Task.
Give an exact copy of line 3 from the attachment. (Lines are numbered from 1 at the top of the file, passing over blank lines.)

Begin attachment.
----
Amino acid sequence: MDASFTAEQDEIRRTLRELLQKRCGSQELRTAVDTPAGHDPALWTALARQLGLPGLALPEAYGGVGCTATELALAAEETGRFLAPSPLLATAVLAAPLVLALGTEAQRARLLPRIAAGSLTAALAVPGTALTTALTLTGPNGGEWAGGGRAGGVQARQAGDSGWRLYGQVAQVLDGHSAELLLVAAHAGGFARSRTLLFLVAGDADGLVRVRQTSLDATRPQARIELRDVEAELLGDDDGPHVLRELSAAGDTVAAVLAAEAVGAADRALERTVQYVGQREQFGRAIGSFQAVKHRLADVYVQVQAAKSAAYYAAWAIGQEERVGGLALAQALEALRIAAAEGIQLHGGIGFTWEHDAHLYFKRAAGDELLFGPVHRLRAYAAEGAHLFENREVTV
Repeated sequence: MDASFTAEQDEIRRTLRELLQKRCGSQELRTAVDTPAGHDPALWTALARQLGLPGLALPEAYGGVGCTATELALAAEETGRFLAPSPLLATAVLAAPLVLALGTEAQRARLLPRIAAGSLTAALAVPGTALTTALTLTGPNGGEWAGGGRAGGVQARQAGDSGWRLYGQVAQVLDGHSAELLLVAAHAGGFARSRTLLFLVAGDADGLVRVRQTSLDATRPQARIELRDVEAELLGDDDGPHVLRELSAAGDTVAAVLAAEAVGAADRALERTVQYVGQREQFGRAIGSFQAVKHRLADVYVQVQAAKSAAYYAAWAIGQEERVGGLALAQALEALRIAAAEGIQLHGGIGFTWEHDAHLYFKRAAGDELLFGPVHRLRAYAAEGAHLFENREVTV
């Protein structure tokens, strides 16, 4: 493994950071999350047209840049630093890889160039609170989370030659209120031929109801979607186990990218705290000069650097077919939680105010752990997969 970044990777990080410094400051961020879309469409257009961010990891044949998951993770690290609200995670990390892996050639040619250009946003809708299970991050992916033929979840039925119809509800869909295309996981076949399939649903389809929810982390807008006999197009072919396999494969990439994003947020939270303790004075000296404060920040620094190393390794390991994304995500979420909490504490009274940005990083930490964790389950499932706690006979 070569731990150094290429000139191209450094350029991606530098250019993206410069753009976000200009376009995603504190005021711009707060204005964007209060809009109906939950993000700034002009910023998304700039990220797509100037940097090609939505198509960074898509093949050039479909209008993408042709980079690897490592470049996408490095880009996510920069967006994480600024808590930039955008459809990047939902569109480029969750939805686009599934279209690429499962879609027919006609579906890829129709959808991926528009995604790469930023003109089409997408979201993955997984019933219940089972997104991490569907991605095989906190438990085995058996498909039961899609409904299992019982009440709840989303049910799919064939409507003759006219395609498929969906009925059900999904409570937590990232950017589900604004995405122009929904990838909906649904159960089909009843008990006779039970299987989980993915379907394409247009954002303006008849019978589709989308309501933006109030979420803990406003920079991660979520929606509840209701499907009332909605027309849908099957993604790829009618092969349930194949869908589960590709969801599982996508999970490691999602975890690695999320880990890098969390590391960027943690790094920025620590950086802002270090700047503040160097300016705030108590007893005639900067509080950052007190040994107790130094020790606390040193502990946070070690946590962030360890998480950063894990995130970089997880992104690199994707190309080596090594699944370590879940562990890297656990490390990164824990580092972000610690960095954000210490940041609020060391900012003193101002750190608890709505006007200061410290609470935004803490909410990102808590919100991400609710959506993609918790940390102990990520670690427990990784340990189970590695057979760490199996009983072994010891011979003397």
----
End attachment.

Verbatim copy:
């Protein structure tokens, strides 16, 4: 493994950071999350047209840049630093890889160039609170989370030659209120031929109801979607186990990218705290000069650097077919939680105010752990997969 970044990777990080410094400051961020879309469409257009961010990891044949998951993770690290609200995670990390892996050639040619250009946003809708299970991050992916033929979840039925119809509800869909295309996981076949399939649903389809929810982390807008006999197009072919396999494969990439994003947020939270303790004075000296404060920040620094190393390794390991994304995500979420909490504490009274940005990083930490964790389950499932706690006979 070569731990150094290429000139191209450094350029991606530098250019993206410069753009976000200009376009995603504190005021711009707060204005964007209060809009109906939950993000700034002009910023998304700039990220797509100037940097090609939505198509960074898509093949050039479909209008993408042709980079690897490592470049996408490095880009996510920069967006994480600024808590930039955008459809990047939902569109480029969750939805686009599934279209690429499962879609027919006609579906890829129709959808991926528009995604790469930023003109089409997408979201993955997984019933219940089972997104991490569907991605095989906190438990085995058996498909039961899609409904299992019982009440709840989303049910799919064939409507003759006219395609498929969906009925059900999904409570937590990232950017589900604004995405122009929904990838909906649904159960089909009843008990006779039970299987989980993915379907394409247009954002303006008849019978589709989308309501933006109030979420803990406003920079991660979520929606509840209701499907009332909605027309849908099957993604790829009618092969349930194949869908589960590709969801599982996508999970490691999602975890690695999320880990890098969390590391960027943690790094920025620590950086802002270090700047503040160097300016705030108590007893005639900067509080950052007190040994107790130094020790606390040193502990946070070690946590962030360890998480950063894990995130970089997880992104690199994707190309080596090594699944370590879940562990890297656990490390990164824990580092972000610690960095954000210490940041609020060391900012003193101002750190608890709505006007200061410290609470935004803490909410990102808590919100991400609710959506993609918790940390102990990520670690427990990784340990189970590695057979760490199996009983072994010891011979003397």